Notice Number: NOT-OH-17-006
Release Date: December 21, 2016
The National Institute for Occupational Safety and Health (NIOSH)
For all New Grants Awarded After January 1, 2017: HHS/CDC policy requires that grant award recipients make research resources including data readily available after publication to qualified individuals within the scientific community for research purposes. CDC requires that all new collections of public health data include a Data Management Plan (DMP). For purposes of this announcement, “public health data” means digitally recorded factual material commonly accepted in the scientific community as necessary to validate research findings including datasets used to support scholarly publications. Only new awards, as of the date of issue of this policy and all continuations thereafter, are subject to this policy. The CDC AR-25 outlines the components of a Data Management Plan (DMP) and provides additional information for investigators regarding the requirements for data accessibility, storage, and preservation. This new requirement ensures that CDC is in compliance with the following; Office of Management and Budget (OMB) memorandum titled “Open Data Policy–Managing Information as an Asset” (OMB M-13-13); Executive Order 13642 titled “Making Open and Machine Readable the New Default for Government Information”; and the Office of Science and Technology Policy (OSTP) memorandum titled “Increasing Access to the Results of Federally Funded Scientific Research” (OSTP Memo).
Information Needed In Your Application
Investigators seeking NIOSH funding should include a data management plan for how they will collect, analyze, store, use and make available the data collected for the proposed project or activity. If data sharing is not possible, applicants need to provide a justification explaining the reasons for not sharing their data. The costs of sharing or archiving data may be included as part of the total budget requested for first-time or continuation awards. Awardees for CDC funds should incorporate data release into their study designs and should do the following: (a) set up procedures for protecting personal or proprietary information, (b) ensure data quality, and (c) include appropriate documentation (e.g., data dictionary, codes, etc.) for reuse of data. The CDC AR-25 outlines the components of a DMP and provides additional information for investigators regarding the requirements for data accessibility, storage, and preservation.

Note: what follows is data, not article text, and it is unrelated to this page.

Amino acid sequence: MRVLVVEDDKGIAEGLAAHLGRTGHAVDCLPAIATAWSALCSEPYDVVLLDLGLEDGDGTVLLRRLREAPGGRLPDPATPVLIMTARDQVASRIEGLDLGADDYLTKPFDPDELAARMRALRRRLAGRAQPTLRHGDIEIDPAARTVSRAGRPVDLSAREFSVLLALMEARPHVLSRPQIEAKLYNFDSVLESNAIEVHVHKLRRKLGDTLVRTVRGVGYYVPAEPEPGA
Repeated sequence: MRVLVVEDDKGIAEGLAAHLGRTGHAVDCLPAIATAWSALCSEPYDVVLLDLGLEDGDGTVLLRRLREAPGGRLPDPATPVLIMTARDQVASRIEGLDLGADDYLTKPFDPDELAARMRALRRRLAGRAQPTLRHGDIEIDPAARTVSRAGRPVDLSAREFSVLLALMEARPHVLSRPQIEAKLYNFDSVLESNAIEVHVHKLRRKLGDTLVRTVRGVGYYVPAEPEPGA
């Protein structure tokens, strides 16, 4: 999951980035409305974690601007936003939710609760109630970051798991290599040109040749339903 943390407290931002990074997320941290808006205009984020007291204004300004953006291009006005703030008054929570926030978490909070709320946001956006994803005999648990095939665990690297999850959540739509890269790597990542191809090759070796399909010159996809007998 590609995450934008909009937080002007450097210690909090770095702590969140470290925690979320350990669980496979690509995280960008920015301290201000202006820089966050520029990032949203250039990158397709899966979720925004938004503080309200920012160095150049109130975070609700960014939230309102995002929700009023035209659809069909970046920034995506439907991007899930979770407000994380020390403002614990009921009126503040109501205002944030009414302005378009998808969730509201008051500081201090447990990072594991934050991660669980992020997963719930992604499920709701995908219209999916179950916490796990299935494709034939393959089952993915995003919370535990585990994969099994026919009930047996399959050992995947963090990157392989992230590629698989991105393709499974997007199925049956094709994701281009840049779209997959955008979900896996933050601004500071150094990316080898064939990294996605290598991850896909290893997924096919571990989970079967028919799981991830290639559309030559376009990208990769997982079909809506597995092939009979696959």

Investigators should describe how they will share public health research or non-research data from their project in the Resource Sharing Plan section of the application.
Grant reviewers will evaluate the DMP during peer review for completeness and quality at the time of submission and may address (but not limited to) the following questions:
What types of data do you plan to generate include the size, file formats, number of files?
Who will find your data useful?
Are there limitations on the secondary research use of data, if the study involved human data?
What transformations will be necessary to prepare data for preservation and sharing?
What metadata documentation will be submitted with the data?
Will a data sharing agreement be required?
Describe whether data will be provided directly to the researchers, or if access will be provided to a restricted online database or at a CDC-controlled site (e.g., the National Center for Health Statistic’s Research Data Center)?
Which archive/repository/central database have you identified as a place to deposit?
What is the expected timeline from data collection to release or anticipated date of release?
Data Management Plan Progress Reporting
Routine reviews and reports specified within the Notice of award (NoA) terms and conditions will be used to monitor awardee progress. Awardees should justify changes from the original DMP, and these changes should be concurred by the funding program and approved by both the assigned NIOSH Program Official (PO) and the Grants Management Specialists (GMS) before implementation.
At the end of the project funding period, the awardee will submit a final DMP. The final DMP will include the location of each dataset, any restriction to access, and changes to the plans for long term preservation of the data. The final DMP should also indicate that all laws, regulations, and rights regarding the data have been complied with.
Awardees who fail to release public health data in a timely fashion will be subject to procedures normally used to address lack of compliance consistent with 45 CFR 74.62 or other authorities as appropriate. Such procedures include, but are not limited to, reduction in funding, restriction of funds, or award termination. The DMP is not intended to replace other grant reporting requirements.
Please direct all inquiries to:
Travis Kubale, PhD
1600 Clifton Road NE, Mailstop E74
Atlanta, GA 30329-4018